|The Bandera Tragedy
Photo courtesy Irene Van Winkle, July 3, 2011
tragedy referred to in the tree's name was a multiple hanging. A Confederate
patrol stationed at Camp
Verde during the Civil War intercepted a group of eight well-mounted
and well-equipped Williamson County men about 10 miles South of Hondo.
Thinking they had nothing to fear, they surrendered their weapons
and rode with the soldiers toward Camp
Verde to clear things up with the authorities there.
As civilians, they were, of course, free to travel. They were relieved
of the cash they carried which collectively amounted to nearly $1,000.
This considerable sum may have had something to do with the events
While they were camped near this tree on the trip back to Camp
Verde, one or more of the Confederates suggested that the men
should be hanged for "evading Confederate service" (please
This pretext might have been accepted by the other soldiers or it
is possible that some of them thought it was just a prank. Horsehair
nooses were made and, if it was a scare, the Commanding Officer, one
Major Anderson, turned a blind eye and did nothing to stop the "prank"
once it turned serious.
The men were lynched one at a time while the other victims watched
and waited their turn. One man asked to be shot rather than be slowly
strangled and one of the killers complied. The ramrod was left in
the musket and it pierced the man's body - pinning it to the ground.
When the bodies were found the next morning the ramrod was at first
mistaken for an arrow and the killings were thought to be the work
of Indians. A boy accompanying the men managed to escape, but was
never heard from.
After the war, the atrocity was remembered and referred to a tribunal.
But the soldiers had all left Texas
and none, including Major Anderson, could be located for trial.
of the Tragedy Tree and marker
Photo Courtesy TXDoT
killing - of German immigrants from Comfort
by Confederates in 1863 shows that Texas during the Civil War was
indeed a dangerous place. The German men were en route to Mexico to
enlist in Federal service when they were attacked by Confederate cavalry
at the Nueces River near Brackettville.
Today in Comfort,
Texas, the (recently restored) Treue der Union (Loyalty to the Union)
Memorial was erected in 1866. But here in Bandera County, although
the crime was even more heinous, there is only the tree, the fence
and a simple tombstone inscribed with the victims names.
marker with the names of the victims
1990s photo courtesy Ralph D. Ellis
|The Bandera Tragedy
Tree and marker
Photo courtesy Irene Van Winkle, July 3, 2011
Tragedy Tree Forum
Bandera Tragedy Tree 150th Anniversary Commemoration
I am the owner of the Hanging Tree Ranch, Bandera. What I have planned
is a commemoration of the 150th anniversary by inviting descendants
of the slain men to attend a gathering on Sunday, July 21. We will
have representatives from Tx., Bandera, Williamson and Kerrville
Historical societies (at least they have been invited). We are
asking each family to have a representative to speak and tell the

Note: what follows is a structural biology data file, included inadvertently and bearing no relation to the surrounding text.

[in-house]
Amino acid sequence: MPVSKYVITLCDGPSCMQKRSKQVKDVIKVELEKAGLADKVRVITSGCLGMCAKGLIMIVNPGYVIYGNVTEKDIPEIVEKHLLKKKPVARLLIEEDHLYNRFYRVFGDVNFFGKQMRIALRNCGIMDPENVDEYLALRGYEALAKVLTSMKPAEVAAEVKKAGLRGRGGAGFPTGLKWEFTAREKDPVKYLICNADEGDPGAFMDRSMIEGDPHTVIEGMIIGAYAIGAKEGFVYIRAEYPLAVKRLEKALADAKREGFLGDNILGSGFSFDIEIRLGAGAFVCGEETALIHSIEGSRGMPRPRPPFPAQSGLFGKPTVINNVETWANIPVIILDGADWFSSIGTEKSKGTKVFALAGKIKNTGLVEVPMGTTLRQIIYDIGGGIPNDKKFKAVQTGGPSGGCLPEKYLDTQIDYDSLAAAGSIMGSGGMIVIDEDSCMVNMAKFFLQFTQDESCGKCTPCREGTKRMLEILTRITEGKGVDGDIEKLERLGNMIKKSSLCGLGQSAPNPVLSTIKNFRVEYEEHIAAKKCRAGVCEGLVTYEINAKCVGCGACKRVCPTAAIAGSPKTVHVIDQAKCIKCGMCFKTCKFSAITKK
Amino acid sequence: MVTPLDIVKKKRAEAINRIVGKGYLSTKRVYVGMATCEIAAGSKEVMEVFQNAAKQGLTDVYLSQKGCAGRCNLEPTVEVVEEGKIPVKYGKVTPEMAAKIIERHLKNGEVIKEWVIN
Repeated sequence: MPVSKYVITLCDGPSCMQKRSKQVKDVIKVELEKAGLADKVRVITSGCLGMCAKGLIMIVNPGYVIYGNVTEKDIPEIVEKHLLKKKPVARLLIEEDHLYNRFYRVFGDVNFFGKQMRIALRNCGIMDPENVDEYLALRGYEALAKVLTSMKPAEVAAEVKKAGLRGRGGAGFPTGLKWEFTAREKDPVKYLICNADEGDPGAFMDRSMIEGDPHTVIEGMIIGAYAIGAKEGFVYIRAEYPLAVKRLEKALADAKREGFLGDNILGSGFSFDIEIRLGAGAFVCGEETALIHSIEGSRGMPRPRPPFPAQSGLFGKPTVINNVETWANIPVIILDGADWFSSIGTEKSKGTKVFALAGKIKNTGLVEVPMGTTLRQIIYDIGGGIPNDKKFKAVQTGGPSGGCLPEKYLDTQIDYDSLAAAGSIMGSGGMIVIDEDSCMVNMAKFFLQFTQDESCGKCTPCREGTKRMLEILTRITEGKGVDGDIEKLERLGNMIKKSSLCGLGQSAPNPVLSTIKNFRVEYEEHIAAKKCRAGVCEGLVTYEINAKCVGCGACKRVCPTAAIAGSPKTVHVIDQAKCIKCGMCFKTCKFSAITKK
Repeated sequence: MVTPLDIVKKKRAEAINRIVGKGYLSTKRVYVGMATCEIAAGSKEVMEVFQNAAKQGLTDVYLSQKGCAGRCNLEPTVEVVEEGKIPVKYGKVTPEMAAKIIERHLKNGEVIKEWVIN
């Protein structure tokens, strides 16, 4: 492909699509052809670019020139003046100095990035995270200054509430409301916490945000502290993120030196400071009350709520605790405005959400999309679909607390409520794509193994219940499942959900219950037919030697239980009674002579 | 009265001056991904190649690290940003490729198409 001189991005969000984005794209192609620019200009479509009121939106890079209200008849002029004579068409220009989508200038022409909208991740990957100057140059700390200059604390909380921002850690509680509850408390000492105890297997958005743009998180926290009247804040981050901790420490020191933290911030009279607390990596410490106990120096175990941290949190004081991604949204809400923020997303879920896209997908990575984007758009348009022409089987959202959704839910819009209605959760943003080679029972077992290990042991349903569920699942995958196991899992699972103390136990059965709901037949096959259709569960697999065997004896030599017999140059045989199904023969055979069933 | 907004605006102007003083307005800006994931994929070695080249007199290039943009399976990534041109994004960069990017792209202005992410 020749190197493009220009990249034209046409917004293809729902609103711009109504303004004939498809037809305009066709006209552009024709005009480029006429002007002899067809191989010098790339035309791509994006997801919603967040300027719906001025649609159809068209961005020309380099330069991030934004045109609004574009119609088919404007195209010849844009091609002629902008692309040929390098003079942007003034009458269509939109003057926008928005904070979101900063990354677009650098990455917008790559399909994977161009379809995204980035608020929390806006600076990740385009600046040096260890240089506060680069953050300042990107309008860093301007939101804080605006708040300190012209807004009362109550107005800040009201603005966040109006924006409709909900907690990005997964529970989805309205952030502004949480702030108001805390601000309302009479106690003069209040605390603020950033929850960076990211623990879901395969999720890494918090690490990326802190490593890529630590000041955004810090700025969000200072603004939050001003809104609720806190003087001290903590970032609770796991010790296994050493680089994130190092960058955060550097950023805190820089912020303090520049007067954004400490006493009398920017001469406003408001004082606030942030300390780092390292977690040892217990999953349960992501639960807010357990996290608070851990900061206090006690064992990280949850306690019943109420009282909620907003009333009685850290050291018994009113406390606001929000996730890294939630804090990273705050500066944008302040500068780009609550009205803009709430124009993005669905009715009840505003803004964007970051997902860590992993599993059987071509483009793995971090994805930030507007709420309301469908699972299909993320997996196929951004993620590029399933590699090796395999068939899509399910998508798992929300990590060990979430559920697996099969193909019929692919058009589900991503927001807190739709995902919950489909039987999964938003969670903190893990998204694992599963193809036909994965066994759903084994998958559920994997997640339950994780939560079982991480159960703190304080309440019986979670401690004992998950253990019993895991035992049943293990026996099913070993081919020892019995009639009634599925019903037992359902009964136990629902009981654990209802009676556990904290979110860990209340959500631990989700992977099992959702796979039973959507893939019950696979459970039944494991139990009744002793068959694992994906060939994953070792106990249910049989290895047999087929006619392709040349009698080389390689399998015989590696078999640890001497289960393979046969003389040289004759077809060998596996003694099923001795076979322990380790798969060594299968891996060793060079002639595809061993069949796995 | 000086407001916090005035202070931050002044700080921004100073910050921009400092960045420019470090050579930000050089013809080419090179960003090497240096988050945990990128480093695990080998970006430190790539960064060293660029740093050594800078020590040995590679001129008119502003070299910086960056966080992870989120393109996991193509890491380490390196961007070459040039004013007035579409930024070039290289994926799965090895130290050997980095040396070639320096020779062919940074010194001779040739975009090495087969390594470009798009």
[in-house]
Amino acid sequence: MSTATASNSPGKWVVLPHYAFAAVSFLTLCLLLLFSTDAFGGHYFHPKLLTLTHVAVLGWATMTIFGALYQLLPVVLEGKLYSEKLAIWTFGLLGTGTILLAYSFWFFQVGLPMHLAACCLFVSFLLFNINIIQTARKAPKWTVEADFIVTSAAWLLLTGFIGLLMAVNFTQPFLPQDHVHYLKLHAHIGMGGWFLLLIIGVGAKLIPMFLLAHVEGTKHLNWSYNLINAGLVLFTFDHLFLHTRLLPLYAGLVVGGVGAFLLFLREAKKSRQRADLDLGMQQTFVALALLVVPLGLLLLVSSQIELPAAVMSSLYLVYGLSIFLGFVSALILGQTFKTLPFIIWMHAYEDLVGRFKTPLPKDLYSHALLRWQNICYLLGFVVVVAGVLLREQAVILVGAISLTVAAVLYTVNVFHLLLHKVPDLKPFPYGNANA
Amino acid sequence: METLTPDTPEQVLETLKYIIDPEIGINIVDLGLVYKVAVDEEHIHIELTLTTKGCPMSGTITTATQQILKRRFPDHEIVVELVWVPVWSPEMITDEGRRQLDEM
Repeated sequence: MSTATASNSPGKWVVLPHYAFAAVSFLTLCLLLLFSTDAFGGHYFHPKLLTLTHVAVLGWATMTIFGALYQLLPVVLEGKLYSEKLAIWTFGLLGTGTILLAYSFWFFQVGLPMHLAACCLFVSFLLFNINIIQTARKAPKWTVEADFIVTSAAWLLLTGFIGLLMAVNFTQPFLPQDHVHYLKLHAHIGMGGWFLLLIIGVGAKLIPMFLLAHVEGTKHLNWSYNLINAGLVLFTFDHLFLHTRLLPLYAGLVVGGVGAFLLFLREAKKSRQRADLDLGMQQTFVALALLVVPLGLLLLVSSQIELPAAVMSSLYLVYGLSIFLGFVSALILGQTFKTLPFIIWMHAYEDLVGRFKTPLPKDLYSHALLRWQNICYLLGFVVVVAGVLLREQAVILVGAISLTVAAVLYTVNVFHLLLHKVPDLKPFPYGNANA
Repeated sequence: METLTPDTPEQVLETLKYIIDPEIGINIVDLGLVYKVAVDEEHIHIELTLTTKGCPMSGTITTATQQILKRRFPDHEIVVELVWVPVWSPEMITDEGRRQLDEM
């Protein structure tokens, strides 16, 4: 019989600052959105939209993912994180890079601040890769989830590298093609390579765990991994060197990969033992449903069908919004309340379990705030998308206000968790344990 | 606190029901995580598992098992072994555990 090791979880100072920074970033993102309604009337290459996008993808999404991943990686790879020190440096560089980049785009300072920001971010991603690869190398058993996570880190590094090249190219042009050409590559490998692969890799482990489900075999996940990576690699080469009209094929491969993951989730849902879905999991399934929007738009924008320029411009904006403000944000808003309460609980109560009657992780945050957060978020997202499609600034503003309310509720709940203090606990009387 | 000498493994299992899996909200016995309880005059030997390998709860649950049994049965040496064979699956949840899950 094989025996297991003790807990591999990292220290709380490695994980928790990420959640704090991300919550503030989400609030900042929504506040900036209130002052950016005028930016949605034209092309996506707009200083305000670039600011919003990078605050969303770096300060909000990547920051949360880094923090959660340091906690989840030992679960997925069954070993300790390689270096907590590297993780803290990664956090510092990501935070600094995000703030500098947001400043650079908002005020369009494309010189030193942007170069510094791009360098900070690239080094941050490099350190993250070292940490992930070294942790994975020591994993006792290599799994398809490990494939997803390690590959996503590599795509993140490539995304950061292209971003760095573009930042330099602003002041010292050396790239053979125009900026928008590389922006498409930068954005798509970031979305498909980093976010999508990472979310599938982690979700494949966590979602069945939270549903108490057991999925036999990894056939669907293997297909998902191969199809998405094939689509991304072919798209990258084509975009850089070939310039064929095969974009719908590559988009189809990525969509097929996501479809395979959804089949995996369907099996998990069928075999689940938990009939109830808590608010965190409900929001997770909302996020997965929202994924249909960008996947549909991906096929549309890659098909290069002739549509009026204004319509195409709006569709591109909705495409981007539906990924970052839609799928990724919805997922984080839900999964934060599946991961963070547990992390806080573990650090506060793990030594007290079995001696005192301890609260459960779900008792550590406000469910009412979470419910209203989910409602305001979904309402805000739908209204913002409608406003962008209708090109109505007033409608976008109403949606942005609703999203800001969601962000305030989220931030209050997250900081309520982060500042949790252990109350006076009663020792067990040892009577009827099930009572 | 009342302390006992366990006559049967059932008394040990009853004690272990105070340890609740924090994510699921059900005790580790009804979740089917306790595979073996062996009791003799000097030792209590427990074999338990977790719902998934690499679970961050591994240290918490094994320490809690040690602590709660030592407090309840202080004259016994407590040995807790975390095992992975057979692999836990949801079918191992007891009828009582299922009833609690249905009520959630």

story of the mens travels to Mexico and the hanging as it has been
passed down through their family. There are many version of the
events that have been repeated over the years. Not that we are
going to decide which is accurate but it would be helpful to know
what is in each family's story of the event. We have invited people
to come to the ranch at 11:00 a.m. on Sunday July 21, bring chairs
and we will provide a forum for a representative from each family.
The ranch is located on RR 1077, 1.9 miles west of Hwy 173. A chuckwagon
meal and refreshments will be provided for all guests. Families
are invited to bring memorabilia, photos, books which we can put
on display. A videographer will record the story telling and produce
videos for those requesting one, for a fee. I encourage people
to keep updated by checking website for TexasEscapes.com and link
to Bandera Tragedy Tree. You can help by informing all family members
of the event. WHAT WE DO NEED IS AN RSVP FOR EVERYONE ATTENDING
SO WE WILL KNOW HOW MANY MEALS TO PREPARE AND HOW MANY GUESTS TO
EXPECT. People can respond with RSVP to this email address.
- Phil Watkins firstname.lastname@example.org
"For those who read this announcement earlier, the owner of the
Hanging Tree Ranch has had to change the date for the 150th commemoration
of the hanging of the eight men buried there. The day of the event
has been changed from Saturday, July 20 to Sunday, July 21. It will
take place starting at 11 a.m., and a barbecue meal will be provided
to guests by the owner. Also, remember, guests should bring their
own folding chairs, as there is no seating available on site.
Anyone interested in this story -- especially descendants and/or
relatives of the men, and historians -- is welcome to attend. The
ranch is located outside Bandera on Highway 1077. Bring your photos,
stories, memories and family lore -- we want to hear ALL sides of
this tragic story, which has been lost to time. It is relevant to
the Civil War, to Confederate history, to Camp Verde history, to
Hill Country history, and to families of these men. For more information,
please email me at email@example.com." - Irene Van Winkle, June
Bandera Hanging Tree
I'm a graduate student in American History at UT-Austin. I'm researching
the story of the Bandera Hanging Tree and I'd like to contact the
following individuals who have commented on it on Texas Escapes:
Jason Sawyer, James Stewart, Ashley Phillips, and Ralph D. Ellis.
My email address is firstname.lastname@example.org. - Regards, Nick Roland,
May 11, 2013
Bandera Hanging Tree Tragedy